Sterling fell yesterday, dragged down by minutes from the Bank of England which showed that some policymakers had wanted to extend quantitative easing by more than the amount decided on. More on this in a moment. First, a snapshot of rates as at 08:30am, 20/08/09:
- GBP/EUR 1.1641
- GBP/USD 1.6550
- GBP/AUD 1.9923
- GBP/NZD 2.4484
- GBP/CAD 1.8143
- GBP/ZAR 13.149
- GBP/CHF 1.7661
- GBP/JPY 1.5598
Sterling’s woes began in early London trade, when traders used comments from UK opposition leader David Cameron, who said Britain’s high levels of government debt meant it was running the risk of defaulting on its debt, as a reason to sell the currency. Read the full story here.
Remember these comments, as in the medium to long term, it’s likely that these huge levels of government debt are very likely to mean that Sterling will remain weaker than all other major currencies. Other majot economies dont have these huge debt levels, they aren’t doing quantitative easing, and they aren’t trying to spend their way out of the recession. The UK is in many analysts opinion, setting itself up for huge problems in the future, This site gives some good information on this.
The pound fell against both the EUR, USD, AUD and NZD. GBP/USD did recover quite well in the afternoon, buoyed by higher oil prices. Changes in equity prices also helped to push the buying rate for US Dollars up. The main news however remains the BoE comments about Quantitative Easing.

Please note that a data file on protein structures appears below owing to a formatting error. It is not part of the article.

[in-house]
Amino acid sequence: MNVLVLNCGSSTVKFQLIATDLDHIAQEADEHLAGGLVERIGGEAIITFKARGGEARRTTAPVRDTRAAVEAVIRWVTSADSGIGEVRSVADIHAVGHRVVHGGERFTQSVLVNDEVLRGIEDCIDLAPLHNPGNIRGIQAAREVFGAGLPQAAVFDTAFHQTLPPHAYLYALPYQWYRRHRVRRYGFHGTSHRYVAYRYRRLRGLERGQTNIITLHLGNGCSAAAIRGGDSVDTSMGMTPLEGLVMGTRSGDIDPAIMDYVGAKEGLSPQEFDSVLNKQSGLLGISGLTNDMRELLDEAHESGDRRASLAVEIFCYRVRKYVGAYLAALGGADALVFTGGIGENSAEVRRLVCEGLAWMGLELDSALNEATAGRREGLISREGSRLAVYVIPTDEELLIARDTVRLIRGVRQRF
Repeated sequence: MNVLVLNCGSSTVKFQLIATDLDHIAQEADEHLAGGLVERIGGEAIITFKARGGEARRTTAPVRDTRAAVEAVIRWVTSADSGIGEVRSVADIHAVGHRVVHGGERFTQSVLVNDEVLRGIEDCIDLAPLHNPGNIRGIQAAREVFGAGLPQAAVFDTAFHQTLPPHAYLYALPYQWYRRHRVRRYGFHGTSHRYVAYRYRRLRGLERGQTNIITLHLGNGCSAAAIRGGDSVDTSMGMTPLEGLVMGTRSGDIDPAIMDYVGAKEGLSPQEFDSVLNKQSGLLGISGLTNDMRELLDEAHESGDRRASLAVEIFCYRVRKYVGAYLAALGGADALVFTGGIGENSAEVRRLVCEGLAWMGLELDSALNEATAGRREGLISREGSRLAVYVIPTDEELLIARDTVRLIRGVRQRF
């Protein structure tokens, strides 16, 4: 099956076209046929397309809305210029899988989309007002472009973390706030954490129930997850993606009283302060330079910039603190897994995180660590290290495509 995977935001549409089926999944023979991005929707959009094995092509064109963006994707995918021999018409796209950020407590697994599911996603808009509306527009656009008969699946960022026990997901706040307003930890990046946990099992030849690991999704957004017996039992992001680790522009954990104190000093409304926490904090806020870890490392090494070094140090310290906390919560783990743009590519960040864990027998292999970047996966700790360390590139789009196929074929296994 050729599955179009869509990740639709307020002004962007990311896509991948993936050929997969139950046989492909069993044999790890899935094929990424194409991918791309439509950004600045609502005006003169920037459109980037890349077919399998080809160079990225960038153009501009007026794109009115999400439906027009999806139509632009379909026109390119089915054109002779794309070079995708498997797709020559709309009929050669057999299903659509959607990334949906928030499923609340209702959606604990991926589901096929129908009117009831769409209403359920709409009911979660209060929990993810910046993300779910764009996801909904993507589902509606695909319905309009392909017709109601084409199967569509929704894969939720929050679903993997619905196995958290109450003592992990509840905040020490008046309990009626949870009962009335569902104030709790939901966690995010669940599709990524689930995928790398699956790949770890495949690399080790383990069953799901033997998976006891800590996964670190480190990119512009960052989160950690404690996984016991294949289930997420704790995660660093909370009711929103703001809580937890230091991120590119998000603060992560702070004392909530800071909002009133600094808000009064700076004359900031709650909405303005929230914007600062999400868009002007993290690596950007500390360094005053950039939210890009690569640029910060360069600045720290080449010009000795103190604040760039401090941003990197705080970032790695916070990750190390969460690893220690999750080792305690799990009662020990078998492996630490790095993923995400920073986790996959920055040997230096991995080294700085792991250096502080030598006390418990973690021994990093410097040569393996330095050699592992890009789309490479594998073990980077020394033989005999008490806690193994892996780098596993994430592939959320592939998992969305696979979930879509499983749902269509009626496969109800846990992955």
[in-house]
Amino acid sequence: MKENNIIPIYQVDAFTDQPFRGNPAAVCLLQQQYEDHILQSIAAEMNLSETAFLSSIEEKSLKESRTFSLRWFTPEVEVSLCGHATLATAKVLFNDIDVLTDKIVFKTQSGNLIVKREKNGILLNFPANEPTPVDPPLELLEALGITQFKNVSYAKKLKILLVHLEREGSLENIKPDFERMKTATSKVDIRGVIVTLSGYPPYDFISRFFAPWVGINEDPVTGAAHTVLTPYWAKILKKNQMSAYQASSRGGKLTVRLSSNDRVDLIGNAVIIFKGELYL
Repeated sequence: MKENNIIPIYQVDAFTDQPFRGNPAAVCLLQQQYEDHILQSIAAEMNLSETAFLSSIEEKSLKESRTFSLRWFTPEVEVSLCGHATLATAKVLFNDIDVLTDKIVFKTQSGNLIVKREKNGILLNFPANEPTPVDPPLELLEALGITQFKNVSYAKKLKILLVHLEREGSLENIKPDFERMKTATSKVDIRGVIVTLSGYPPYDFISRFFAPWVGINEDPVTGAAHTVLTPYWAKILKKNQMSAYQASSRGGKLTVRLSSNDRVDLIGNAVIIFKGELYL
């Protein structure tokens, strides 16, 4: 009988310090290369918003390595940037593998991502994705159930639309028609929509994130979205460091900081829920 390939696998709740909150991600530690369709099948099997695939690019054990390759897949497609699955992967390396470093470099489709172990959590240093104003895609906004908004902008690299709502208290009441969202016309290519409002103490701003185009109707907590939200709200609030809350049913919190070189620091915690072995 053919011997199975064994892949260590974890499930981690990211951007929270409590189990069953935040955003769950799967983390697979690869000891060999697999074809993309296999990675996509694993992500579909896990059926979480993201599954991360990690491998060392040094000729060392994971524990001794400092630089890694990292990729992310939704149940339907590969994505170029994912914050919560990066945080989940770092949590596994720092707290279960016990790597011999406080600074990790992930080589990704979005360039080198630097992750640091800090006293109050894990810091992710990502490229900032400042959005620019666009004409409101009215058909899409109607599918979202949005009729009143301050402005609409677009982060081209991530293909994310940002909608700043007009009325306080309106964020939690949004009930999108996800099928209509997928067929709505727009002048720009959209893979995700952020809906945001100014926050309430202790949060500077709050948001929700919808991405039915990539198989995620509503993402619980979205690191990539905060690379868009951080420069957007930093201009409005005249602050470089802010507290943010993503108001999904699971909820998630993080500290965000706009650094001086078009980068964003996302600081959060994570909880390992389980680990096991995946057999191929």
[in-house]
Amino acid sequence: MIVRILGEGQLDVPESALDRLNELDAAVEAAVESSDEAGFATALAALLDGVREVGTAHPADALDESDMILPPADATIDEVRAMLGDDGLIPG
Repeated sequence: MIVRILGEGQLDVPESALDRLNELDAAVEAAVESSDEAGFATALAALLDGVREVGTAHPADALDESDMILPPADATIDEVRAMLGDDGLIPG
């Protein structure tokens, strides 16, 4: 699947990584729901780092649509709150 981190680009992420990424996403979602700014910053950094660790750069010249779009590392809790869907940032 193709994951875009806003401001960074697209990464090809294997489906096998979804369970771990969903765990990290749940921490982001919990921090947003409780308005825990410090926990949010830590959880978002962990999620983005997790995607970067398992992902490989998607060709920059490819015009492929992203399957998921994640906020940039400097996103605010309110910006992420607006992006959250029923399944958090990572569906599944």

BoE Minutes & Quantitative Easing
Minutes of the bank’s recent Monetary Policy Committee meeting reveal that Mervyn King wanted £75bn rather than the £50bn that was injected. Two fellow committee members also voted for a bigger cash injection.
The decision to pump £50bn came as a surprise, and was already twice the £25bn that the market expected. So, the news hammered the pound and we saw dramatic falls across the board. What is Quantitiative easing? This BBC article gives a good summary.
The bank originally set aside £150bn for buying assets, but the decision to inject an extra £50bn took the total to £175bn. Sterling fell sharply as a result of the minutes, as they expressed concern about the strength of any recovery in the UK economy. The pound fell 1% against the dollar, to $1.639, and by 0.8% against the euro, to 1.162 euros.
The 6-3 split on the MPC shows that views within the bank differ on just how deep the recession is, and the outlook for inflation.This clearly suggests the bank is leaving the door open for additional measures should they feel need a rise. Quantitative easing is still very much in play, also indicating that the UK economy may well be in a worse state than thought. The BoE had recently made indications recovery may well be long and protracted. This does not bode well for GBP rates in the near future.
It suggests that if we see a run of disappointing data, they would not hesitate to pull the trigger on more QE, and thus further Sterling weakness. The net effect? Lower exchange rates for those purchasing foreign currency with Sterling.
Also keeping sterling on the back foot was the Confederation of British Industry’s UK manufacturing trends survey, which produced a reading of -54 in August, slightly worse than forecasts for a -50 reading
For the UK, we have retail sales (Changes in Retail Sales are widely followed as an indicator of consumer spending) at 09:30am, in addition to some public sector borrowing figures. For the USA we have jobless data at 13:30pm. A manufacturing survey for the US also, at 15:00pm.
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